This work­shop was aimed at empow­er­ing local engi­neers and high­way depart­ment staff to make informed deci­sions when man­ag­ing road-stream cross­ings (i.e., bridges and cul­verts.) Prop­erly sized cross­ings help to increase com­mu­nity resilience to cli­mate change, improve aquatic habi­tat, and help to main­tain water qual­ity in the Eso­pus Creek and its tributaries.

September is Ashokan Watershed Month — Register for Events Now

Posted on: August 12th, 2019 by Leslie_Zucker

The Ashokan Water­shed Stream Man­age­ment Pro­gram (AWSMP) has declared that Sep­tem­ber 2019 is Ashokan Water­shed Month! Help us cel­e­brate the unique char­ac­ter­is­tics that make the Ashokan water­shed so spe­cial for those who live and visit here.

Dur­ing Sep­tem­ber, AWSMP and its water­shed part­ners are offer­ing a series of events that are edu­ca­tional and fun for the entire fam­ily. Take a self-guided “Ashokan Water­shed Adven­ture” to impor­tant stream sites from the top to bot­tom of the water­shed and win a patch and other prizes. For artsy types, attend a plein air paint­ing work­shop and learn about the stream fea­tures that you’ll be paint­ing. If you want to get out­side, take a guided pad­dle at Ken­neth Wil­son Camp­ground, explore the Eso­pus Creek on a Rail Explor­ers rail car, or learn about fly fish­ing and the Eso­pus Creek fish­ery. There will also be a series of talks and inter­preted walks on the top­ics of Ashokan Reser­voir oper­a­tions, water­shed wet­lands, and pale­o­cli­mate. We’ll wrap up the month with a vol­un­teer ripar­ian plant­ing project near one of our stream restora­tion projects fol­lowed by a clos­ing party and social hour.

Most of these events are free and fam­ily friendly, but reg­is­tra­tion may be required. To learn more about spe­cific events and to reg­is­ter visit We look for­ward to cel­e­brat­ing Ashokan Water­shed Month with you!

Canoe-Kayak by Aaron Bennett

Cel­e­brate by par­tic­i­pat­ing in one of many events includ­ing a stream paddle.

Stream Snorkeling Returns!

Posted on: July 31st, 2019 by Leslie_Zucker

Snorkel in the Eso­pus Creek and dis­cover the under­wa­ter world of streams! Chil­dren at least 9 years old or enter­ing 4th grade and adult fam­ily mem­bers can attend a one-hour snor­kel­ing ses­sion in July, or a full day snor­kel­ing and stream study event in August. The July dates are Fri­day, July 12, 19, and 26 — reg­is­ter for one hour from 9:30–10:30 or 10:45–11:45. Attend a full-day of stream activ­i­ties from 9:30–4:00 on Fri­day, August 16.

All snor­kel­ing pro­grams are held at the Emer­son Resort & Spa, 5340 NY-28, Mt Trem­per, NY. All pro­grams are free for Ashokan Reser­voir water­shed res­i­dents (towns of Shan­daken, Olive, Wood­stock, and Hur­ley) and Emer­son Resort guests!

To reg­is­ter for a snor­kel­ing ses­sion in July, call the Ashokan Water­shed Stream Man­age­ment Pro­gram office at (845) 688‑3047 and ask for Linda. Reg­is­ter online for the all-day snor­kel­ing and stream stud­ies event on August 16 at: or call the stream pro­gram office.

Please remem­ber to bring a change of clothes, a swim suit, a towel and old sneak­ers or water shoes (no open-toed shoes) that can get wet. You should also bring sun screen and bug repel­lant if needed. Other wise, every­thing else will be provided.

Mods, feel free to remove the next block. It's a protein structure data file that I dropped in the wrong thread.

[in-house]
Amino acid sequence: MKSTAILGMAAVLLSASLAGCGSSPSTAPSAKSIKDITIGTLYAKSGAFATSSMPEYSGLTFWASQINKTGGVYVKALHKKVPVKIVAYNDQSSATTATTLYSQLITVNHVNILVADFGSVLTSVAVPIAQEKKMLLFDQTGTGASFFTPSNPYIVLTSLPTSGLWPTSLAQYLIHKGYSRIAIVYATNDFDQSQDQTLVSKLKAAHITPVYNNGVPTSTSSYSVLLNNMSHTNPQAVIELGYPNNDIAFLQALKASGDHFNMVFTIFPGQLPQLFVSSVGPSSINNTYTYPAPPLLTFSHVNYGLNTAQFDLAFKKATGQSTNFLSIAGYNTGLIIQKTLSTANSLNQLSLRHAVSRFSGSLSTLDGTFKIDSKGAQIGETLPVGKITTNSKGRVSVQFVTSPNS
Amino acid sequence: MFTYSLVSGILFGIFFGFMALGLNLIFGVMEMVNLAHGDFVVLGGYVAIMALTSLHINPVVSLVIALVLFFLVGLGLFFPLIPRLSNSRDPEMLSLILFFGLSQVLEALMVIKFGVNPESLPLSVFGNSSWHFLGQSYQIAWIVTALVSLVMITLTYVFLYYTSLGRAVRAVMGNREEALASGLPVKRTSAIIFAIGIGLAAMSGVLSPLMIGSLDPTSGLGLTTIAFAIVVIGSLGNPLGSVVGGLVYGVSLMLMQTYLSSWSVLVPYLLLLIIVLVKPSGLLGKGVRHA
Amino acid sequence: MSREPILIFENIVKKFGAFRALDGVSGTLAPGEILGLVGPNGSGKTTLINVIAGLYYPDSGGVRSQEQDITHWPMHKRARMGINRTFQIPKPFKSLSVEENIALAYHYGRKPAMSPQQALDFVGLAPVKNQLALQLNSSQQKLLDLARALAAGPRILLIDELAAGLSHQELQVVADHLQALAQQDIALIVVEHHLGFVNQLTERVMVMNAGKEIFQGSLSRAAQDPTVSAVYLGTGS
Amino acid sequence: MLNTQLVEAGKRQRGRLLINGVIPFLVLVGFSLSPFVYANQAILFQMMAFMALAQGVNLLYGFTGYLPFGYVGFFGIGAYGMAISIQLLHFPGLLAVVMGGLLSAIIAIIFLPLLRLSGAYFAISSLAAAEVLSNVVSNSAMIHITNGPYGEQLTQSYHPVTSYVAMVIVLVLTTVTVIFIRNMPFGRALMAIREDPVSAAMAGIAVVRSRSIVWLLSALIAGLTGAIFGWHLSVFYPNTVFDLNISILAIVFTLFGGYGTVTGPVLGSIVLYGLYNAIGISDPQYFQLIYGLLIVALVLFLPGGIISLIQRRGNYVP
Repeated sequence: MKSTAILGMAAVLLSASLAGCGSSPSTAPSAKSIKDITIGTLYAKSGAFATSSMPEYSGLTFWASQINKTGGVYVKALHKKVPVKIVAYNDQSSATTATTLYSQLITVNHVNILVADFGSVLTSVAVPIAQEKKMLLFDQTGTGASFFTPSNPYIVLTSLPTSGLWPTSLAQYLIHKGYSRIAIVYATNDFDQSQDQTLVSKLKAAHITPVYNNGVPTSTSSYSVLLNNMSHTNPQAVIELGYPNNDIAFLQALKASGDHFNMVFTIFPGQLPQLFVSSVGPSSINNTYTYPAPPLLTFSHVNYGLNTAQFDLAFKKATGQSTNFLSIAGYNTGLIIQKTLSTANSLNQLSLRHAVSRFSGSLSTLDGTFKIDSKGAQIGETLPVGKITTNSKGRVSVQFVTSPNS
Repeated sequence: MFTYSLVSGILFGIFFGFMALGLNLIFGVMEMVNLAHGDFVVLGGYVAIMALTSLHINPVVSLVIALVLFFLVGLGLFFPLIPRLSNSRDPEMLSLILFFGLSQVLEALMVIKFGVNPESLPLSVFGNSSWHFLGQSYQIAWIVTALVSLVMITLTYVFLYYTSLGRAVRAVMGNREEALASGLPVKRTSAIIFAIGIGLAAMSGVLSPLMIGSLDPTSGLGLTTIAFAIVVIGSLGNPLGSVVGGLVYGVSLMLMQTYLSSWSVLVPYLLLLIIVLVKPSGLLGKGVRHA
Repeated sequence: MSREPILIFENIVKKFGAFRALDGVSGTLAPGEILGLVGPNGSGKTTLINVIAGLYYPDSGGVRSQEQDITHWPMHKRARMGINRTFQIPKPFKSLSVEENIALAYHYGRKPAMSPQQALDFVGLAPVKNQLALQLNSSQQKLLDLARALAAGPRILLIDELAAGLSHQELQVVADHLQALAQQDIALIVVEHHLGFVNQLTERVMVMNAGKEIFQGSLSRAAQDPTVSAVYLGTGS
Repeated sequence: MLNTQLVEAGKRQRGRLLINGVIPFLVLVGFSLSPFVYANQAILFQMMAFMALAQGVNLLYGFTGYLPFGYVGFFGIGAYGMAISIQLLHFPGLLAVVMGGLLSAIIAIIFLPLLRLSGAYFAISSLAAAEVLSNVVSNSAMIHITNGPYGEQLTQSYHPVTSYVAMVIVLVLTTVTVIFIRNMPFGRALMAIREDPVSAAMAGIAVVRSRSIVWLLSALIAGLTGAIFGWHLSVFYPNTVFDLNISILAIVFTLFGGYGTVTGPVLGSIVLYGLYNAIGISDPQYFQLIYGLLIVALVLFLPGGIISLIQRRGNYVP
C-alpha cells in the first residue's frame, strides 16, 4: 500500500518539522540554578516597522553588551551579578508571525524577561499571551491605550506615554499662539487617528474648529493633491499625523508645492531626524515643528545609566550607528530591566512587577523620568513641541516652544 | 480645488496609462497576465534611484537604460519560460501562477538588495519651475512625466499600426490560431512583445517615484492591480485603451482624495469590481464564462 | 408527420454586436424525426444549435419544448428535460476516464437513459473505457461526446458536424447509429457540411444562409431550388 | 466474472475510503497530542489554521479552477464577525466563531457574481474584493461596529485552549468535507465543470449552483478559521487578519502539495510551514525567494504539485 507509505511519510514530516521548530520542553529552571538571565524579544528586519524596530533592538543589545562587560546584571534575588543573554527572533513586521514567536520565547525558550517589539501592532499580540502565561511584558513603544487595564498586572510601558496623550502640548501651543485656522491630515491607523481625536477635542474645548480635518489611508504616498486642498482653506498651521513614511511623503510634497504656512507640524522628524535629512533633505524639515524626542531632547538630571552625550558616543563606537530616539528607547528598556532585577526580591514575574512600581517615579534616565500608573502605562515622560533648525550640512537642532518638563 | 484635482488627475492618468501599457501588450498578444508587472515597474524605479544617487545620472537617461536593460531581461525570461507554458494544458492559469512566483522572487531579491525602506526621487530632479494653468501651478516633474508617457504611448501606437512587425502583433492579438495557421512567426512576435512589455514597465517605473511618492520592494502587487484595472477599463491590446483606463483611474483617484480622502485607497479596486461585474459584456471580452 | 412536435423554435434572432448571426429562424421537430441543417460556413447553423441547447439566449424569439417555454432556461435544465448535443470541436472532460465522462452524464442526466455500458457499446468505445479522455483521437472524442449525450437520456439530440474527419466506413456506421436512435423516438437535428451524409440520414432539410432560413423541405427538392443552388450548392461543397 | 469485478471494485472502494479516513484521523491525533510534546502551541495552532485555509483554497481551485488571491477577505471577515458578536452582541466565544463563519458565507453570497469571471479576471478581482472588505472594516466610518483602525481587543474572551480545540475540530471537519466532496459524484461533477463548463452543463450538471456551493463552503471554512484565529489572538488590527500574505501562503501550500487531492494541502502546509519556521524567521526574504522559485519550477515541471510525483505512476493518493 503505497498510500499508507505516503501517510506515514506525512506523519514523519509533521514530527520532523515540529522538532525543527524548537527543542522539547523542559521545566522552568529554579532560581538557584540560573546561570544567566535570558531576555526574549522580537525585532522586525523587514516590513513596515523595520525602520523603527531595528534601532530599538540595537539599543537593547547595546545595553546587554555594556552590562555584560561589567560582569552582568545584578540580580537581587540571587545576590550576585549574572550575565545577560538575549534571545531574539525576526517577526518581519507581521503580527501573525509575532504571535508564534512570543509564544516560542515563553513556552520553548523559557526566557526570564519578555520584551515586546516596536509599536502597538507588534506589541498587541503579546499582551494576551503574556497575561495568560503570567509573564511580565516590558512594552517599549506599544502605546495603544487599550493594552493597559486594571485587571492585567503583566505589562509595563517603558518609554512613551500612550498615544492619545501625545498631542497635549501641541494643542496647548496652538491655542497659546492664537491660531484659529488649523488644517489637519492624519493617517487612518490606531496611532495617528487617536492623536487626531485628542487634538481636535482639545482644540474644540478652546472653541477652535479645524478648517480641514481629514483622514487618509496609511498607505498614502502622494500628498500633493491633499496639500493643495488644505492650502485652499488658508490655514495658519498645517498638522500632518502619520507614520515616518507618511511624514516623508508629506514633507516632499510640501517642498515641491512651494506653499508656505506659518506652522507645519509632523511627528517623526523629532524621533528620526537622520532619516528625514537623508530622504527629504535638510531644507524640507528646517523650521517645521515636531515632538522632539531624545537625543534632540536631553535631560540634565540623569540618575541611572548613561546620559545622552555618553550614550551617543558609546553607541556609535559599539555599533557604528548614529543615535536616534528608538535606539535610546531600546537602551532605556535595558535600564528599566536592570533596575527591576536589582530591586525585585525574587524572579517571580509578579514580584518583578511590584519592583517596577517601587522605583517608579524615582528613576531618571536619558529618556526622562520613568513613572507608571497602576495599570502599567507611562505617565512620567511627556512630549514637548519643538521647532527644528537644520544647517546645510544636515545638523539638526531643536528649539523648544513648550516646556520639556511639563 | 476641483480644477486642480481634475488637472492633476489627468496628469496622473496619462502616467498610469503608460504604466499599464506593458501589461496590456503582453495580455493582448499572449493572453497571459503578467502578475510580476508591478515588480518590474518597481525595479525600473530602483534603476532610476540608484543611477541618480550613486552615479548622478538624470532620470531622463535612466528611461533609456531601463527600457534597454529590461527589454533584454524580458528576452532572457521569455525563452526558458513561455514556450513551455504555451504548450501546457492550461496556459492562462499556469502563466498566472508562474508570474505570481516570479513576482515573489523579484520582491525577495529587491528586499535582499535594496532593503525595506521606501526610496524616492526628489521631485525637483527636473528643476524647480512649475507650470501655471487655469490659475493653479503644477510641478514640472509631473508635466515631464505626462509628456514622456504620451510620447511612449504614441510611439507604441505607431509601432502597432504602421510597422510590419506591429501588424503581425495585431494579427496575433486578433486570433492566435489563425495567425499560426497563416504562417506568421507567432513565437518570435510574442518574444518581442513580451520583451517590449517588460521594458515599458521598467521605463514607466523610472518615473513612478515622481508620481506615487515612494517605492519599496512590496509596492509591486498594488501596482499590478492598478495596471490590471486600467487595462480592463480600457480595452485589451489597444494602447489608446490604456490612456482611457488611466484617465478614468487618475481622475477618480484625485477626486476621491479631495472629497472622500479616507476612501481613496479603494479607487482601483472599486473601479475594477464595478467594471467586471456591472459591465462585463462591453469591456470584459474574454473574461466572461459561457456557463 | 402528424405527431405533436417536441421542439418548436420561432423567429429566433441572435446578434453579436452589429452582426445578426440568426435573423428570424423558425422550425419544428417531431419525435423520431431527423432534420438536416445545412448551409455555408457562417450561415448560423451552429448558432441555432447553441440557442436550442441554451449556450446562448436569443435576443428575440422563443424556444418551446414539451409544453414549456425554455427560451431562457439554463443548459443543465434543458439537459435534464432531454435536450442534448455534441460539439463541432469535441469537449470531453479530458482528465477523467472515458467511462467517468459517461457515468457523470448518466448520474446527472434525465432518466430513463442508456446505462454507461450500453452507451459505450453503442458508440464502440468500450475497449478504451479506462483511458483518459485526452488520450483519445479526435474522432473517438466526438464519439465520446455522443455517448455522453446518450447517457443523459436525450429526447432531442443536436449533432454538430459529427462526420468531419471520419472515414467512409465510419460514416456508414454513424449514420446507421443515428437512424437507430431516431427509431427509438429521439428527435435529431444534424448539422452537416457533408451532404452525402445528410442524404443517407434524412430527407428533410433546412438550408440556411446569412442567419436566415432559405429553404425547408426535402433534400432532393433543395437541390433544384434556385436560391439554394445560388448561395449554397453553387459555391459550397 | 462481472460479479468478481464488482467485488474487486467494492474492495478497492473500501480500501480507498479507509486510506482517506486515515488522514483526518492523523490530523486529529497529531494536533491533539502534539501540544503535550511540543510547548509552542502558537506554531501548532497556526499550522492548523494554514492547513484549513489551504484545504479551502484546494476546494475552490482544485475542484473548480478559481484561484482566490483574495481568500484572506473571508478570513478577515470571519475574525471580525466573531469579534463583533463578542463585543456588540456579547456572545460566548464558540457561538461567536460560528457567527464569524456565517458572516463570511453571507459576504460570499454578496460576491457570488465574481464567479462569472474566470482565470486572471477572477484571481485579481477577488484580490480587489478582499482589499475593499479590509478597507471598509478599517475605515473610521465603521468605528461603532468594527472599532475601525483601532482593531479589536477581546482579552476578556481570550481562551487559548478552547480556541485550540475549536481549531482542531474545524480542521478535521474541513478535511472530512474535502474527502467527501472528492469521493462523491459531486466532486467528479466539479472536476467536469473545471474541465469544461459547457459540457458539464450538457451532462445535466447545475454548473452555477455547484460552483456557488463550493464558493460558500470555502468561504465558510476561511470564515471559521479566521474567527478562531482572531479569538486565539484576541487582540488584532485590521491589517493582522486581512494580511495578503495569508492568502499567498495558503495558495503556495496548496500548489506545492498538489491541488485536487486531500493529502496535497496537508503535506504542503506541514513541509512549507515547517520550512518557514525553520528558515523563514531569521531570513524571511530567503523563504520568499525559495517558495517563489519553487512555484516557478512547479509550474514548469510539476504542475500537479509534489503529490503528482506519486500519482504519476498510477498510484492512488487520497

The event is offered by Cor­nell Coop­er­a­tive Exten­sion of Ulster County work­ing with the Ashokan Water­shed Stream Man­age­ment Pro­gram. See an infor­ma­tional video on the snor­kel­ing pro­gram at:

Stream Snorkeling in the Esopus Creek

Reg­is­ter now for stream snorkeling!

AWSMP at Ulster County Fair August 1st

Posted on: July 30th, 2019 by Brent Gotsch
AWSMP Stream Educator Tim Koch (gray shirt) uses the stream table to educate Ulster County Fair attendees on the topic of stream dynamics.

AWSMP Stream Edu­ca­tor Tim Koch (gray shirt) uses the stream table to edu­cate Ulster County Fair atten­dees on the topic of stream dynamics.


AWSMP will be at the Ulster County Fair on Thurs­day, August 1 from 10:00am to 3:00pm. We will be located in the Jane W. Bar­ley Memo­r­ial Youth Build­ing. Come visit us and see the stream table in action and learn how water sculpts the land­scape around it. Also see how human inter­ven­tion, par­tic­u­larly how improp­erly designed stream cross­ings and dredg­ing, can have a neg­a­tive impact upon not just the stream but the sur­round­ing land­scape. Be sure to pick up some pro­gram lit­er­a­ture, chat with our edu­ca­tors, and get a deli­cious 4-H milkshake!

Views from the Watershed Bus Tour

Posted on: July 19th, 2019 by Tim Koch

On Sat­ur­day, July 13th, AWSMP par­tic­i­pated in the Views From the Water­shed Bus TourPar­tic­i­pants from New York City and water­shed towns stopped at dif­fer­ent loca­tions in the Ashokan and Pepacton water­sheds dur­ing the day long excur­sion. Guest speak­ers dis­cussed the social his­tory of the water­shed, recre­ational oppor­tu­ni­ties, and other aspects of the West of Hud­son water sup­ply system.

At the Main Street bridge in Phoeni­cia, AWSMP Stream Edu­ca­tor Tim Koch talked about sed­i­ment and tur­bid­ity projects that have been com­pleted in the Stony Clove Creek water­shed. There was also dis­cus­sion about the flood haz­ard mit­i­ga­tion project com­pleted at the bridge fol­low­ing Trop­i­cal Storm Irene in 2011.

The group gath­ered under the shade of a tree to escape the sun. Despite the heat, every­one had a great time and even man­aged to sneak in a prac­ti­cal joke. Tour orga­nizer, Lize Mogel, instructed par­tic­i­pants to boo and hiss when Tim said the word “tur­bid­ity” to empha­size the detri­men­tal impact that tur­bid­ity and sus­pended sed­i­ment can have on the water supply.

A sec­ond bus tour is sched­uled for August 3rd, 2019. AWSMP’s Aaron Ben­nett will dis­cuss flood haz­ard mit­i­ga­tion. For more infor­ma­tion and to pur­chase tick­ets for the August Views From the Water­shed Bus Tour, click here. The bus tours are funded by a Water­shed Edu­ca­tion Grant from the Catskill Water­shed Corporation.